Mora has more than 20 years of experience advising affluent and high-net-worth business owners regarding wealth planning, investment solutions and private banking. He is a Certified Financial Planner professional and is active in the community, serving on the boards of Project Access, United Cerebral Palsy of Orange County and the UCI Merage Center for Investment and Wealth Management.
About Cheryl Farley
Prior to her appointment as regional manager, Farley served as market leader and drove the development of the banks Silicon Valley and Palo Alto wealth management team, where she significantly grew her teams presence and the banks relationships with affluent and high-net-worth individuals, business owners and foundations.
Farley brings more than 25 years of experience in the financial industry to her new role. She has extensive knowledge in the areas of investment analysis, trust and estate services, insurance, and retirement plans. Farley holds the Certified Wealth Strategist and Certified Retirement Counselor designations.
Bank of the West Wealth Management provides wealth planning consulting, investment management*, personal banking, and trust services. The group is part of BNP Paribas global wealth management business of more than 6,300 professionals in 30 countries worldwide with over $10 billion** in assets under management in the United States $345 billion (305 billion) in assets under management globally as of December, 2014.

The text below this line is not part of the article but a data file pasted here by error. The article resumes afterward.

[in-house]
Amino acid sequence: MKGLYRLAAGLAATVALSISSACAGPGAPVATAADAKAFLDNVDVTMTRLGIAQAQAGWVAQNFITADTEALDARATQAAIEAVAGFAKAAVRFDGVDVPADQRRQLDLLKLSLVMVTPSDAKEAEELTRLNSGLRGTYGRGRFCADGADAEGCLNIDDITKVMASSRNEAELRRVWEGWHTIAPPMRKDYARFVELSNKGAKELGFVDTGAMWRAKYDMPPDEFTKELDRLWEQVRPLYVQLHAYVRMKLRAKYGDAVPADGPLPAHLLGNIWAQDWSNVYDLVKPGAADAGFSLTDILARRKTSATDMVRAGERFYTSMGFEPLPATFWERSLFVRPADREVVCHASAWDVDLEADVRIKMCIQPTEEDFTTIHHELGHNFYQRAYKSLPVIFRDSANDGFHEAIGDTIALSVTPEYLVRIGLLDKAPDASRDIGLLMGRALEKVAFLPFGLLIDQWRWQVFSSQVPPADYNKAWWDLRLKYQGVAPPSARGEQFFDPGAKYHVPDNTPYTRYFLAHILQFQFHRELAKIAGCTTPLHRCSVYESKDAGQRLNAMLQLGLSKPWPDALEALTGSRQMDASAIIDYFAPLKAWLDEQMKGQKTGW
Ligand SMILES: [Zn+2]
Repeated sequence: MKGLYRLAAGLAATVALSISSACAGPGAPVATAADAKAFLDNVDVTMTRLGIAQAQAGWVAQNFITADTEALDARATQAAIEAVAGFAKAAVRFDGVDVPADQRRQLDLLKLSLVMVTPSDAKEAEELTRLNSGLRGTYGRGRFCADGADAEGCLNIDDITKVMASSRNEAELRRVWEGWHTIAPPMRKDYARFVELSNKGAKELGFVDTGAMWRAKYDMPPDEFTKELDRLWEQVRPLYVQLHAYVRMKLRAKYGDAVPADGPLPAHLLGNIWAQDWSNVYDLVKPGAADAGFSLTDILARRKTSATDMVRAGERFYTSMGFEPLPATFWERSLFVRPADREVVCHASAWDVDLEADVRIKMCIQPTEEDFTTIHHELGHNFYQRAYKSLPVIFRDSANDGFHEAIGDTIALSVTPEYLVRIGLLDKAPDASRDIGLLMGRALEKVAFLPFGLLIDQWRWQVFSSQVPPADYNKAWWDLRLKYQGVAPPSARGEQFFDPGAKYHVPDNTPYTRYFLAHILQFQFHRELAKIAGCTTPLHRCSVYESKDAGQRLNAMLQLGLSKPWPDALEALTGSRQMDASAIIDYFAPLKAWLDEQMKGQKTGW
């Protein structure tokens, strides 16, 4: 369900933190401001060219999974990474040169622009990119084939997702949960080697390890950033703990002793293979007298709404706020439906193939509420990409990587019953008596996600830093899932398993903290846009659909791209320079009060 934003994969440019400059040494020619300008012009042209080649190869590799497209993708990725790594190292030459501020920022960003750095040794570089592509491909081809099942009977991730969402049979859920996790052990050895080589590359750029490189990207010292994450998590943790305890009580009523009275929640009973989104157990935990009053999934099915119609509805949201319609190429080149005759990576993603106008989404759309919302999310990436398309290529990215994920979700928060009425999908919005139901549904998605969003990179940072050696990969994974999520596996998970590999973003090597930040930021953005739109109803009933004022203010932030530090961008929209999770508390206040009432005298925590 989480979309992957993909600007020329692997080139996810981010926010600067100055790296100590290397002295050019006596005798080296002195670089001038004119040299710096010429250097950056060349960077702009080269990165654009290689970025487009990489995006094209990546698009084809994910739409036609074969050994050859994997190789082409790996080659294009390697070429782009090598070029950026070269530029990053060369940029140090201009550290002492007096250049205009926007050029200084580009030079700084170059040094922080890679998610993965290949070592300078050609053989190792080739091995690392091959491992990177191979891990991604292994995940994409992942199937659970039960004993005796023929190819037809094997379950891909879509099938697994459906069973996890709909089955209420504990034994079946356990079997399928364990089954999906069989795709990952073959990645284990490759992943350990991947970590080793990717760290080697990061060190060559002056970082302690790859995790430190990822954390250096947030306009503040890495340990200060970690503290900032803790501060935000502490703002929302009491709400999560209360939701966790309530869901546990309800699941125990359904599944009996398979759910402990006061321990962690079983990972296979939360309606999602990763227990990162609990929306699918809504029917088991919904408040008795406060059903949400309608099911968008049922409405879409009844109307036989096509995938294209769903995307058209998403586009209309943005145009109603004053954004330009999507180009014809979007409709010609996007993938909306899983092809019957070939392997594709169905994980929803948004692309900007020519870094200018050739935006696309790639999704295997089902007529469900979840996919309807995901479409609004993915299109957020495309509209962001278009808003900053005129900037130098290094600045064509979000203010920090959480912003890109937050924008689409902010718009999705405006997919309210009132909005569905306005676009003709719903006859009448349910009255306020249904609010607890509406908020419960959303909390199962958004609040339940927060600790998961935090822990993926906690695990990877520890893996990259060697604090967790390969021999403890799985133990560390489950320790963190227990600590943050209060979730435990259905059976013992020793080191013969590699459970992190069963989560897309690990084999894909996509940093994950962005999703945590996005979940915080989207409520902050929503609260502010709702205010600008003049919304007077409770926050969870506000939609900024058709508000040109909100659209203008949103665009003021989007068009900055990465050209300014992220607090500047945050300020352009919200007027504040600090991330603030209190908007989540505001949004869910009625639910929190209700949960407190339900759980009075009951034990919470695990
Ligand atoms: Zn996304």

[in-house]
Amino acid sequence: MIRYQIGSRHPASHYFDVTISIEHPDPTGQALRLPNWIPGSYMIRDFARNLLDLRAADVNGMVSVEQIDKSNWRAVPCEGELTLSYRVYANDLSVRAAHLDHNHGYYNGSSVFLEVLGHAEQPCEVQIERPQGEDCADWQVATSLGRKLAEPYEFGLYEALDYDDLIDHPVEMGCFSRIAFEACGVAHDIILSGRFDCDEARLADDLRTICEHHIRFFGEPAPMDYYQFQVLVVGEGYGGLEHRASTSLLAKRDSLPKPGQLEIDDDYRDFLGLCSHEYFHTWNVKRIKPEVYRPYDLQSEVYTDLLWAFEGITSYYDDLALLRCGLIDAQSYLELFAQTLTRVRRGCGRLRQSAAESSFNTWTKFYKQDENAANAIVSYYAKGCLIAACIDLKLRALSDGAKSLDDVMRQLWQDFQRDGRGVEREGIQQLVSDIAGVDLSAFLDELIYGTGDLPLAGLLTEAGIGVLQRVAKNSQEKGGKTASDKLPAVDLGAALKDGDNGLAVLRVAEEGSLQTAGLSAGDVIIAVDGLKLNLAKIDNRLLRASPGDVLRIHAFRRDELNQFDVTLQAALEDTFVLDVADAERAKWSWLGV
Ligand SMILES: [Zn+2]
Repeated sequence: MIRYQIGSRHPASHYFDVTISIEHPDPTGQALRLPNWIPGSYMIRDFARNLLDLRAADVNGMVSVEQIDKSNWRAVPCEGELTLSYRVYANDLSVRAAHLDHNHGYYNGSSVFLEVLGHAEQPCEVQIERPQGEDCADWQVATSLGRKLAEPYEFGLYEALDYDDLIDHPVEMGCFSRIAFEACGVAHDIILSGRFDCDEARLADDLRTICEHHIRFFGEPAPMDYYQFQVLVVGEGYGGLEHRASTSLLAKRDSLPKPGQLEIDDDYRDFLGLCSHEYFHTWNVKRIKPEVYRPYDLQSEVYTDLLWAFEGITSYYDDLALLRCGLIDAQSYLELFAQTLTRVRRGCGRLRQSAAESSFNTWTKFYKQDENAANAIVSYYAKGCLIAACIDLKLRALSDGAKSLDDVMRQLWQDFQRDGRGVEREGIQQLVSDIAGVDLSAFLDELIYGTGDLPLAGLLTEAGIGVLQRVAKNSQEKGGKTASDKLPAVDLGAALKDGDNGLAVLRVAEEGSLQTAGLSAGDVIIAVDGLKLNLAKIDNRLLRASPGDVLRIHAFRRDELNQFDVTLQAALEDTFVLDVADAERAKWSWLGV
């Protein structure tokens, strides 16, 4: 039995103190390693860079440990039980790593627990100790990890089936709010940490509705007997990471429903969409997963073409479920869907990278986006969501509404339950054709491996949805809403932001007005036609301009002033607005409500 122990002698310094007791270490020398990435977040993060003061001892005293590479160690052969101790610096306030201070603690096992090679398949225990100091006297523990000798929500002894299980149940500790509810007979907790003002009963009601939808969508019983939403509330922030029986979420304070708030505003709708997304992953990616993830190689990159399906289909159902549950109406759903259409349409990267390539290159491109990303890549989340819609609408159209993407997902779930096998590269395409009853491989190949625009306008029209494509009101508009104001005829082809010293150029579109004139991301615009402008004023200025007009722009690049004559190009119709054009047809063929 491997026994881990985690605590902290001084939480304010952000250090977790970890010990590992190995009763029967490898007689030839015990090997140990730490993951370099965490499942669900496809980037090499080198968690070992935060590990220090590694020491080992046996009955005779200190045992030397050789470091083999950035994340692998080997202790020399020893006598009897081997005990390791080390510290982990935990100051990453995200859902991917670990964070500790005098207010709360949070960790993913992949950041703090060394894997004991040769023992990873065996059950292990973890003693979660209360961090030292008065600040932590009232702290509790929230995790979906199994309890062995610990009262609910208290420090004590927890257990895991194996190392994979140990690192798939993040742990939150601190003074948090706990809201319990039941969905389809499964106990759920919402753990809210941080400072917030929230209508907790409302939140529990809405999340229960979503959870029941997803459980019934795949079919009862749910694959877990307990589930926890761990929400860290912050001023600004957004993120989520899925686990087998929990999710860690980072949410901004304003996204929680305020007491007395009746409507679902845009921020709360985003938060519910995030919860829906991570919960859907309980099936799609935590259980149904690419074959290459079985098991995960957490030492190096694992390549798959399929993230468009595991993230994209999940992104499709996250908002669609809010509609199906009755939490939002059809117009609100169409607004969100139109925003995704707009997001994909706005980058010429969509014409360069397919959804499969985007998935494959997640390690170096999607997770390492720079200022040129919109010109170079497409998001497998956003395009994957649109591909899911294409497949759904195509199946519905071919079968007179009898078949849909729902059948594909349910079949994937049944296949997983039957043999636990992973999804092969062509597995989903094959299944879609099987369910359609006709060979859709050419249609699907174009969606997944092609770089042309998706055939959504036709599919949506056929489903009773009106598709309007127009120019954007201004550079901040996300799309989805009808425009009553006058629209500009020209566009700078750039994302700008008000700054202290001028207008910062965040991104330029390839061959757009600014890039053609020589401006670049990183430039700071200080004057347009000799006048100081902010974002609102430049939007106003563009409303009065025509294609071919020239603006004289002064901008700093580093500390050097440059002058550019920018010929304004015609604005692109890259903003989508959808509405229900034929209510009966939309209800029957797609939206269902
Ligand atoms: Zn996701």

About Bank of the West:
Bank of the West is a regional financial services company chartered in California and headquartered in San Francisco with $71.7 billion in assets. Founded in 1874, Bank of the West provides a wide range of personal, commercial, wealth management and international banking services through more than 600 offices in 22 states and digital channels. Bank of the West is a subsidiary of BNP Paribas, which has a presence in more than 75 countries with 185,000 employees.